School finished at 3 o’clock but on two afternoons there were compulsory games. I liked cricket but was never any good at it. However rugby was different; because I was quite big i was put in the scrum, 2nd row and that became my niche. Everyone was assigned to a House, Bentley, Gamlyn, Hobson, Wykeham. I was in Gamlyn. It was named after John Gamlyn who obtained letters patent from Queen Elizabeth l  to found the school in 1588, the year of the Spanish Armada. It originally met in the Parish Church of St Nicholas and St Mary and did not move into the present site until 1881. There was keen inter-house rivalry and I eventually played for Gamlyn rugby XV.. When there was an afternoon house match we were required to stay up to cheer.

That was not very popular as I didn’t get home until 5 o’clock on my half day. They were longer days still when I got into the 2nd and then the 1st XV. Away games could be as far away as Peterborough, Grantham, Newark, Boston or Sleaford, travelling by train and then I would not get home until after 8 pm. It was quite a tiring life as homework had to be done, in the later years 2.5 hours. I was very proud when I was awarded my school colours, a ridiculous tasseled cap which I only wore for a photograph.

A write up in the school magazine

The school sports day was always a great event. A circular running track was marked out on the school paying field.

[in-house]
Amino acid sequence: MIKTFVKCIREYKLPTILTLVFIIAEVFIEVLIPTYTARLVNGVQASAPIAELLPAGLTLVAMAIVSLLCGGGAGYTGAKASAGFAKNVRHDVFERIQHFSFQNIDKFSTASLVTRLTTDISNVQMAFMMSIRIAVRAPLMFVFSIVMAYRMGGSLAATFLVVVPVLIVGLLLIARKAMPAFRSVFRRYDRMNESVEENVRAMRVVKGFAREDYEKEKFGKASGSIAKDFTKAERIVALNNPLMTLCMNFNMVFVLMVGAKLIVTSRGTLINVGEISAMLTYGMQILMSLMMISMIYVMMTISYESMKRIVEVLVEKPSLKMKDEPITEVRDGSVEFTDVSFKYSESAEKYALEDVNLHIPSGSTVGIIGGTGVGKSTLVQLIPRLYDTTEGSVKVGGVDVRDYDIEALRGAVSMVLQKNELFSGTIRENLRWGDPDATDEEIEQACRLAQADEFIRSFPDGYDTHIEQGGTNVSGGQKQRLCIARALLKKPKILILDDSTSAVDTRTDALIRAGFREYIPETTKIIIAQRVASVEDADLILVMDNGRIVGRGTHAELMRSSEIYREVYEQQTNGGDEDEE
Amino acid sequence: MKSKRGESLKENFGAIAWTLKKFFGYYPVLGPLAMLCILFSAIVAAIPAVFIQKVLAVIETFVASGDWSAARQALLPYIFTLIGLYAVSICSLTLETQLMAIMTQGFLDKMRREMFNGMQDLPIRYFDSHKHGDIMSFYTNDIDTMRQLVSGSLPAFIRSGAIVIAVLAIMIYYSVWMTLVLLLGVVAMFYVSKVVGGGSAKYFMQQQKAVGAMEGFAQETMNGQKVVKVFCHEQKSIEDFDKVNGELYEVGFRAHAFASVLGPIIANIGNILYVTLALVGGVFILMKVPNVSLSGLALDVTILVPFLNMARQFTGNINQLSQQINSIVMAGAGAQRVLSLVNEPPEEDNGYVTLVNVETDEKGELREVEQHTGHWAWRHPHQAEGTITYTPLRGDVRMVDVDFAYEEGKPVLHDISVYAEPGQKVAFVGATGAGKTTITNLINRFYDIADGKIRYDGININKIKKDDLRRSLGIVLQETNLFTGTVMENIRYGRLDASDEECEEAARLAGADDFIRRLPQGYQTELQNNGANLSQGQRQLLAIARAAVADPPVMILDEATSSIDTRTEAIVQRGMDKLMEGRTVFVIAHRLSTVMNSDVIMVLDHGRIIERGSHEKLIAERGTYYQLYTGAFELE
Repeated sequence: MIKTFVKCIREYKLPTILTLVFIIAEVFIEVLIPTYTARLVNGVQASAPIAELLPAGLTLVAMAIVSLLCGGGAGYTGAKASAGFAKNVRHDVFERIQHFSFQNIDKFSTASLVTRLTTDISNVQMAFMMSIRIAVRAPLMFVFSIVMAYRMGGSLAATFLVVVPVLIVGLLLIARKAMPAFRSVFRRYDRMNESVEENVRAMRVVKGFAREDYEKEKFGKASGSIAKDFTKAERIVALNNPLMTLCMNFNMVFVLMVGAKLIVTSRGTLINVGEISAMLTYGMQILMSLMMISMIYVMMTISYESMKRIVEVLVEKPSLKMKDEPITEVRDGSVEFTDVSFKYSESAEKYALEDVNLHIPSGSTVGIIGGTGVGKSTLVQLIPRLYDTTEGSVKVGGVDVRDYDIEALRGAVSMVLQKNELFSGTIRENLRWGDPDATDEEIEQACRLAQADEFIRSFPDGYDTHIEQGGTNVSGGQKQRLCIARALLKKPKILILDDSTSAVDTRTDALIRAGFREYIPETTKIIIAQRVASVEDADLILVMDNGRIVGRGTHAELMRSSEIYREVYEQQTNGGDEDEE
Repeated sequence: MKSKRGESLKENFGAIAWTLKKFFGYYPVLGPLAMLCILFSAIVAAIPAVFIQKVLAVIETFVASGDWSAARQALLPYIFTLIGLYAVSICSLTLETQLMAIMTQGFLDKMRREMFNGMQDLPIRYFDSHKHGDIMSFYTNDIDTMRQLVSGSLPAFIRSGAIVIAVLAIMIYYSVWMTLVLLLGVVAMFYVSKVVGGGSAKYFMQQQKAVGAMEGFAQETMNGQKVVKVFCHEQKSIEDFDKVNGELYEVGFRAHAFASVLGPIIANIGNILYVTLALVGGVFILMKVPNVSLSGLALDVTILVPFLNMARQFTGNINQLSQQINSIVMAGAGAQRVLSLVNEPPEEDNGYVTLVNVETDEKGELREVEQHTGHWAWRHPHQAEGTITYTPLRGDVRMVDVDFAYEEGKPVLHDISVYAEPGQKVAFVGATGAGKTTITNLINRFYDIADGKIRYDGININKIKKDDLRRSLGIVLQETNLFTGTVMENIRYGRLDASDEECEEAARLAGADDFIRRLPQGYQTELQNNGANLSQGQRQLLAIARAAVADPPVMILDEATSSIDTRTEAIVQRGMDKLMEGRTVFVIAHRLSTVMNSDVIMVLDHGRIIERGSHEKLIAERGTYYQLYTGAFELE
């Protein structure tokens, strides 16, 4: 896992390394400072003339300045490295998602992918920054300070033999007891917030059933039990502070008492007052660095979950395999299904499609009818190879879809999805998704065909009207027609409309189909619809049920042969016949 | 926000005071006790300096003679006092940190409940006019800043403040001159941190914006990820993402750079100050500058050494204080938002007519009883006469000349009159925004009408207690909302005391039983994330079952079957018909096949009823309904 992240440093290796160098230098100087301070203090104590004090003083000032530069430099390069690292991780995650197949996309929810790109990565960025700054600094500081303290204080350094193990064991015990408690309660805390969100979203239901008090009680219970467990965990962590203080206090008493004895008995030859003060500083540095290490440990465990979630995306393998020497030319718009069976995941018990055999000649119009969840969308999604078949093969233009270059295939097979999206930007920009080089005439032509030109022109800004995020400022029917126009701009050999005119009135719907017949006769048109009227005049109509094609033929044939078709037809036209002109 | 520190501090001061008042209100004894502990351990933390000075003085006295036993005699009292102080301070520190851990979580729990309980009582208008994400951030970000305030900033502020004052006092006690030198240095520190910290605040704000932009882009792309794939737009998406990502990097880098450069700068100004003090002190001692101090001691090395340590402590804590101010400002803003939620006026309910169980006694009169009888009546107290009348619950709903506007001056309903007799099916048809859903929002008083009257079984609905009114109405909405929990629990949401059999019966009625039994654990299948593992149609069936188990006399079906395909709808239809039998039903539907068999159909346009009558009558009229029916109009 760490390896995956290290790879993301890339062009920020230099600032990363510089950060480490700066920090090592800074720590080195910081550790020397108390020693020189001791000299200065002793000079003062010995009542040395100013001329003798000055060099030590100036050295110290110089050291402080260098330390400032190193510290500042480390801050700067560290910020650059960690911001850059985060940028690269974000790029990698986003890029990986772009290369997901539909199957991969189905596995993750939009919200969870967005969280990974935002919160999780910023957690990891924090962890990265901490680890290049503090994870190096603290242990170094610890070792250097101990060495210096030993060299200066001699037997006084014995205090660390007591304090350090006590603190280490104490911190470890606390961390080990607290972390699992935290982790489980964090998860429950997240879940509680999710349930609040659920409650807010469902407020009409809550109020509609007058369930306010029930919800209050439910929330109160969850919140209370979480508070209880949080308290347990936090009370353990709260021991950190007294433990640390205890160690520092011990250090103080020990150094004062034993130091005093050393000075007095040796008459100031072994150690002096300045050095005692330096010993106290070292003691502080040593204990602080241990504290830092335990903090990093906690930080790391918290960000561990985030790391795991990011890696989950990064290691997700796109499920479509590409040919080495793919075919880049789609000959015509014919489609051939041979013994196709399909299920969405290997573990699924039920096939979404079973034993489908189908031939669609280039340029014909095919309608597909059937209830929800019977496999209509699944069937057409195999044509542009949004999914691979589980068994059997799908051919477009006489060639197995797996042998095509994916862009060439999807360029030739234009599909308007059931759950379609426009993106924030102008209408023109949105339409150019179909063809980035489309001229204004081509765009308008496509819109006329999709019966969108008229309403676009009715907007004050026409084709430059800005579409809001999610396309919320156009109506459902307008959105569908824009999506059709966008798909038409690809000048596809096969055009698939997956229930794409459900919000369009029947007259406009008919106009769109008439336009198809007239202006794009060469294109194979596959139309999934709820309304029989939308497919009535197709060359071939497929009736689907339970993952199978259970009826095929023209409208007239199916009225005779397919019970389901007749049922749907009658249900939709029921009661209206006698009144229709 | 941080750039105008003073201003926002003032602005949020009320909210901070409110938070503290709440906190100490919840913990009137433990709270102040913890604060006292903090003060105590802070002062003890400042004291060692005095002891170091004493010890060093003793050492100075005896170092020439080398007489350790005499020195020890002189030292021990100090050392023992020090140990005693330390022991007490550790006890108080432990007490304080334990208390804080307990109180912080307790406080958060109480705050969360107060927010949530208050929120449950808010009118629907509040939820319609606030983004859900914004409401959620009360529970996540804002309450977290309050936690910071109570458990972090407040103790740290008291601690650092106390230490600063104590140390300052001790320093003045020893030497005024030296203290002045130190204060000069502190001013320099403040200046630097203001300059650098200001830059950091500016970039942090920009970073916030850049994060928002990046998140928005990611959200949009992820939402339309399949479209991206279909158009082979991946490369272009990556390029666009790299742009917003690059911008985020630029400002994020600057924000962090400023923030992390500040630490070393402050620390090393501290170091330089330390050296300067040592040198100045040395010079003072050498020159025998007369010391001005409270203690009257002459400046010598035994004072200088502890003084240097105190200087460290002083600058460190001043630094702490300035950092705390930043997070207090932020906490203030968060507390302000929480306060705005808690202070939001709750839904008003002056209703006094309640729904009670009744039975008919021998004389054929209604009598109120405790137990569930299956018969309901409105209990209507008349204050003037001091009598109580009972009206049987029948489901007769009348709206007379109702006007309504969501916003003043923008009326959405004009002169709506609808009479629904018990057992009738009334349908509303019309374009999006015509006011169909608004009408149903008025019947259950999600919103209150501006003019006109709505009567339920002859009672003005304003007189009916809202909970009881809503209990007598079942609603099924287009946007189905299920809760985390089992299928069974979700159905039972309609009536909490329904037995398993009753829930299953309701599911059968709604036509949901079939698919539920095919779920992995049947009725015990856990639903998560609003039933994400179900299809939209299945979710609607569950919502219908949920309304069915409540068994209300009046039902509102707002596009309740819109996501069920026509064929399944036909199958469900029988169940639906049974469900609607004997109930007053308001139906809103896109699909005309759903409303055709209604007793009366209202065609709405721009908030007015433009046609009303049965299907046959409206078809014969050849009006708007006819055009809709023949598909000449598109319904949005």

I was never a sprinter and could not throw a cricket ball very far so in the earlier years I was limited to the sack race and house tug of war. However one year during the dinner hour beforehand some of us ran round and round the track and I found I could do two miles. So the next year I entered the half mile 14-15, came first and won a clock. The next year I came 2nd in the open mile and won a Brownie camera but the following year after was my crowning glory, first in the mile (5 minutes 5 seconds) and half mile (2 minutes 19 seconds) for which I can boast two silver cups. also entered the 440; near the end I was on the point of dropping out but then saw the boy in front was flagging too so I kept going and came in third. Unfortunately the serviette ring which I won was stolen when our house was burgled a few years ago.

The start of the 440(I am on the far left)

The annual Prize-giving was another great day. The chairman of the governors always made the same speech “Aim high, boys” and we had some distinguished people to present the prizes. Those I recall were the Earl of Liverpool, the Earl of Yarborough (Lord Lieutenant of Lincolnshire), Lord Hansett (Master of the Rolls), Lord Brownlow, Sir JJ Thomson, Master of Trinity College, Cambridge (the famous scientist) Field Marshal Sir William Robertson, James Blindell MP and the Bishop of Lincoln. The Rt Rev FC Nugent Hicks. I managed to get a general proficiency prize every year but one. It was traditional for the visitor to ask the Head to give us a half day holiday.

Winters were far colder in those times. One year the Nene was completely frozen over and some people ventured to walk over it. When there was skating on Cowbit Wash there was great delight when we were let out of school early to have a go.

Another sport was tennis. When some hard courts were opened next to the school played as often as I could. At Sutton Bridge my friend Ray Bateman had a full size billiard table and I frequently played billiards or snooker.